from March 4, 2004
At the request of Ms. Thalia Mews, my fellow columnist here at DQRA, we at Myles Junior Think Tank (MJTT) have completed the daunting task of determining God’s IQ by taking up the even more daunting task of determining the IQ of Jesus (J).
This is, to be sure, a project that is as difficult as it is controversial. Indeed, it is so difficult that, to my knowledge, few if any theologians have had the courage to tackle this problem. To be sure, there are a few wags who have put their irreverent, deficient senses of “humor” before the internet-surfing public by concerning themselves with this issue. Their “findings” can be ignored.
The difficulties of the task are, in the main, two. First, there is the issue of the ontological status of Jesus: that is, was he the Son of God (SOG) and thus a coequal, or was he merely a nice man who offered thoughtful ideas concerning how one might consider living life? If the latter, one must determine which of the many accounts of Jesus’s life and teachings can be considered historically accurate. There are, after all, four gospels in the orthodox canon, and numerous others that have been uncovered in and around the Ancient Near East (ANE).
The method we at MJTT chose to follow was to work out the implications of each and every possibility.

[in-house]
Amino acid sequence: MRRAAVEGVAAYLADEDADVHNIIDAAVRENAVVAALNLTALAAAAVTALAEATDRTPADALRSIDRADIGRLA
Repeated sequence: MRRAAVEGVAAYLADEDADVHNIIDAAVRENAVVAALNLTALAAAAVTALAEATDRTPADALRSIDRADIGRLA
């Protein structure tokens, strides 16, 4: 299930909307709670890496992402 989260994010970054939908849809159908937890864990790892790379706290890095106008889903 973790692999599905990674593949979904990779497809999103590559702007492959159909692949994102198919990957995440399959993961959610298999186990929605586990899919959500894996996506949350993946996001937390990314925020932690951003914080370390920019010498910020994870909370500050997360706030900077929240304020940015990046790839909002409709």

If J was indeed the SOG, the obvious answer to Ms. Mews’ question is that, being a coequal with G, J had an IQ of 107.364. (See my February 20 column.)
But, as one of our devil’s advocates pointed out, we were being much too hasty. For human experience teaches us that, though “the apple never falls far from the tree,” said fruit does indeed fall. Or, in the language of the common man or woman, the intelligence of a son may be either superior to or inferior to that of his father. Much if not everything depends, insisted our skeptic, on the IQ of the mother, in this case, presumably, Mary (M).
Thus it came about that what had earlier been recognized as a daunting task was now on the very brink of becoming insuperable. Was there enough evidence, canonical or extra-canonical, to determine M’s IQ within an acceptable statistical range?
I was the one to point out, at this juncture of the heady though heated dialogue, that the Catholic Church hierarchy was deliberating the question of whether M should be named a co-redemptrix, and thus be placed on the same level as her son. But, I continued, the issue had not been resolved. Ergo, we were not yet in a position to announce, definitively, that M’s IQ was identical to that of J’s, and thus, assuming that J was the SOG, to G’s.
As for the problem of determining whether the latter assumption was correct, we were one in assenting to the proposition that there is no extant theory accepted by all participants in the discussion of this question. Thus we joined the crowd down at the Hôtel Adios Watering Hole, in search of inspiration that would lead us to the aforementioned theory.